physical path

As you can see in the image, there is a folder called Interface. As the name suggests, this contains the Repositories and Service Interfaces.



This folder contains more than one project and contains the integral part of an application. The first project in this solution is a class library project with the first folder Data containing the .edmx file. An .edmx file, as defined in the MSDN, is a conceptual model and a storage model and the relationships among them. This also contains the Context classes and the .tt file, but regarding the .tt file we have already discussed the core since we have moved this file to the core project. The first project also contains the Repository and Service implementations as specified in the interface.

The main and the best part is the second project in the infrastructure, in other words the Dependency Injection, is an integral part when we want the Separation of concerns/Loose coupling in an application. In the preceding figure, we have two classes, one for each of the Repository Module and the Service Module. In the demo project, I have used Ninject. On adding Ninject for MVC from the Nuget Package, it adds NinjectWebCommon.cs to the App_Start folder that looks as in the following snippet:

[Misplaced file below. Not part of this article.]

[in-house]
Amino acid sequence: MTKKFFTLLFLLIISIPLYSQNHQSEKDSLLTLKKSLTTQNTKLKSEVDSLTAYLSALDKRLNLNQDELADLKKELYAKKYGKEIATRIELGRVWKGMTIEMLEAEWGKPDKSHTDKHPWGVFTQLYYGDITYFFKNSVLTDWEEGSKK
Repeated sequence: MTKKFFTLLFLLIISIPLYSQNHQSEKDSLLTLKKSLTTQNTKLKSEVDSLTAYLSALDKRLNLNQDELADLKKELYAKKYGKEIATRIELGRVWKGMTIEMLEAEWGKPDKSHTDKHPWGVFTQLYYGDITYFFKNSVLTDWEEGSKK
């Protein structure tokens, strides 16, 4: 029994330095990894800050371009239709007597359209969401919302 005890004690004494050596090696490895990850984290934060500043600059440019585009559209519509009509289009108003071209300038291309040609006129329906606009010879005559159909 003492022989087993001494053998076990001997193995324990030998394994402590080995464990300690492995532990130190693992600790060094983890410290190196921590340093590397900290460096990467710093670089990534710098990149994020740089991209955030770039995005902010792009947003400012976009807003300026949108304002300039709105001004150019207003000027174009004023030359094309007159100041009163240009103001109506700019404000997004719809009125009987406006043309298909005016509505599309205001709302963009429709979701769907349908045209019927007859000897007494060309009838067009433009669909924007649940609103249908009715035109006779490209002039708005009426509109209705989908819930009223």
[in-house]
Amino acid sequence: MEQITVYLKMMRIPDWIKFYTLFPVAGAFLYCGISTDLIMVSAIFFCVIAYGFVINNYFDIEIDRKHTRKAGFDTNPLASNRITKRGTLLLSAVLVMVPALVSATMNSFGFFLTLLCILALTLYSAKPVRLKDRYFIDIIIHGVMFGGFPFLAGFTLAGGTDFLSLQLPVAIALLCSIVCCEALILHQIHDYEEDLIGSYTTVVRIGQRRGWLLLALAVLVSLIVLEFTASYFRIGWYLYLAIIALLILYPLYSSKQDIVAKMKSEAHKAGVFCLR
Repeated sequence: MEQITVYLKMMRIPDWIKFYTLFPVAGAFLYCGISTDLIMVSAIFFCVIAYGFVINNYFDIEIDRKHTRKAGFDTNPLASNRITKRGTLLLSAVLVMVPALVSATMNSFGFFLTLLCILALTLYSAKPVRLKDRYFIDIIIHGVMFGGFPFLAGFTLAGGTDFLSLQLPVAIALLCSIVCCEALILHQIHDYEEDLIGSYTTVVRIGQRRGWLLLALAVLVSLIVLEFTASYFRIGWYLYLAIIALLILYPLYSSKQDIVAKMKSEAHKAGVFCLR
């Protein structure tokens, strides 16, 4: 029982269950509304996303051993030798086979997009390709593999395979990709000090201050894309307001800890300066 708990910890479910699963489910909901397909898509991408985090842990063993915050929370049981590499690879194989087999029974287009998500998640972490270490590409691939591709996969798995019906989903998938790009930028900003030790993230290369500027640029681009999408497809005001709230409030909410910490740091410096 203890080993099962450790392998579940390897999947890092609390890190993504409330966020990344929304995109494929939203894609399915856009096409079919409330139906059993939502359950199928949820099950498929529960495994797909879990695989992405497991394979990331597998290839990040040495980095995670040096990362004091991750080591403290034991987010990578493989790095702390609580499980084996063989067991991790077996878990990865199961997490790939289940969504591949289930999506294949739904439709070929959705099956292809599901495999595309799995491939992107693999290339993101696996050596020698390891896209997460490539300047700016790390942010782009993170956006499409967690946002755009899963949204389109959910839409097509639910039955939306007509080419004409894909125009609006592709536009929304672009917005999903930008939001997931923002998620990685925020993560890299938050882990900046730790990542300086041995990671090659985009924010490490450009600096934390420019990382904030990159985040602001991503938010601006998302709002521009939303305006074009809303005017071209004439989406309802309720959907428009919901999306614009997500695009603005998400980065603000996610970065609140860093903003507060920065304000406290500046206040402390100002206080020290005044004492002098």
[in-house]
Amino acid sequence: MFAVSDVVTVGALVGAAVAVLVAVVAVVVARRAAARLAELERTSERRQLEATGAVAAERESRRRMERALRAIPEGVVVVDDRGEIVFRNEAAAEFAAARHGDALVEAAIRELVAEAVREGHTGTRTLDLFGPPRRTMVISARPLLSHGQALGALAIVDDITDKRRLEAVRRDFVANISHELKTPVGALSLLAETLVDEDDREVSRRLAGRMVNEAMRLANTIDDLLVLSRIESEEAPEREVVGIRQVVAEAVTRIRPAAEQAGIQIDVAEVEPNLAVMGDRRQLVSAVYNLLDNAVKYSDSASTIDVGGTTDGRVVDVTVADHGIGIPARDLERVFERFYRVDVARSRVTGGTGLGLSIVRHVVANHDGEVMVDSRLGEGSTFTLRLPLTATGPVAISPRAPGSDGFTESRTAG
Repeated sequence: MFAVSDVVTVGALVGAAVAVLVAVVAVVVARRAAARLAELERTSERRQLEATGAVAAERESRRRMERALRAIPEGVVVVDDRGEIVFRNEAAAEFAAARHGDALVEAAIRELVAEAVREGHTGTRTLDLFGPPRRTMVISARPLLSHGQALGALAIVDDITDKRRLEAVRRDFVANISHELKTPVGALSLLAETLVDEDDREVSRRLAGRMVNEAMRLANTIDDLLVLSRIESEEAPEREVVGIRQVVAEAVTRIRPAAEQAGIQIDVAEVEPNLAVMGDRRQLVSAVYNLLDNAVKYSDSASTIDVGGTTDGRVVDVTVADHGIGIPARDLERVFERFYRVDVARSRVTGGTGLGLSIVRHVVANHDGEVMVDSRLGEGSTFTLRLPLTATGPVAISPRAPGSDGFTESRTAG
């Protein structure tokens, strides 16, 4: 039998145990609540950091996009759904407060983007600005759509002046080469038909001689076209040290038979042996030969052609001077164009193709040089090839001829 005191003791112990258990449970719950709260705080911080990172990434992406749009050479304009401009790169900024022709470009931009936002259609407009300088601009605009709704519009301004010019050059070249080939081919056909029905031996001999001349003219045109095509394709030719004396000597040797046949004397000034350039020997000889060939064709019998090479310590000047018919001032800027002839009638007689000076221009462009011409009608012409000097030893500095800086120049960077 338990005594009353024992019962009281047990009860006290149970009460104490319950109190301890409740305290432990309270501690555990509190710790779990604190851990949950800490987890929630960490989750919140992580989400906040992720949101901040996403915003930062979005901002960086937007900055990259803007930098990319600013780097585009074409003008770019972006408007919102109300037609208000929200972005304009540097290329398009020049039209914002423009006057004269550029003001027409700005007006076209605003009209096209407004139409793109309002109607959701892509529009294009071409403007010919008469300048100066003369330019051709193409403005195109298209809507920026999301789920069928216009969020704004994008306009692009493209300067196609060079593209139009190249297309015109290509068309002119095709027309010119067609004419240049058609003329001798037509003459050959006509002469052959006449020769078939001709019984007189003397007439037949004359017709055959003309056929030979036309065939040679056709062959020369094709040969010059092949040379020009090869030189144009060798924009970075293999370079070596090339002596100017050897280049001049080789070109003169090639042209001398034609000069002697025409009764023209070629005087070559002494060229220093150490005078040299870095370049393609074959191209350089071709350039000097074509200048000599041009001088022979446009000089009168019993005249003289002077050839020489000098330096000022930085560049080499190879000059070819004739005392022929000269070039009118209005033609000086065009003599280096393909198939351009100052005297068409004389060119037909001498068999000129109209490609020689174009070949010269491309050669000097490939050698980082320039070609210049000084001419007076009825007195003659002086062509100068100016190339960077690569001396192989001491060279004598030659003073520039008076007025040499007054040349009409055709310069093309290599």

1. using System.Collections.Generic;  
  2. using DemoStart.Core.Interfaces;  
  3. using DemoStart.Infrastructure.DependencyInjection;  
  4. using DemoStart.Infrastructure.Logging;  
  5. using DemoStart.Infrastructure.Services;  
  6. using Ninject.Modules;  
  7. [assembly: WebActivatorEx.PreApplicationStartMethod(typeof(DemoStart.App_Start.NinjectWebCommon), "Start")]  
  8. [assembly: WebActivatorEx.ApplicationShutdownMethodAttribute(typeof(DemoStart.App_Start.NinjectWebCommon), "Stop")]  
  10. namespace DemoStart.App_Start  
  11. {  
  12.     using System;  
  13.     using System.Web;  
  15.     using Microsoft.Web.Infrastructure.DynamicModuleHelper;  
  17.     using Ninject;  
  18.     using Ninject.Web.Common;  
  20.     public static class NinjectWebCommon   
  21.     {  
  22.         private static readonly Bootstrapper bootstrapper = new Bootstrapper();  
  24.         ///   
  25.         <summary> /// Starts the application /// </summary>  
  27.         public static void Start()   
  28.         {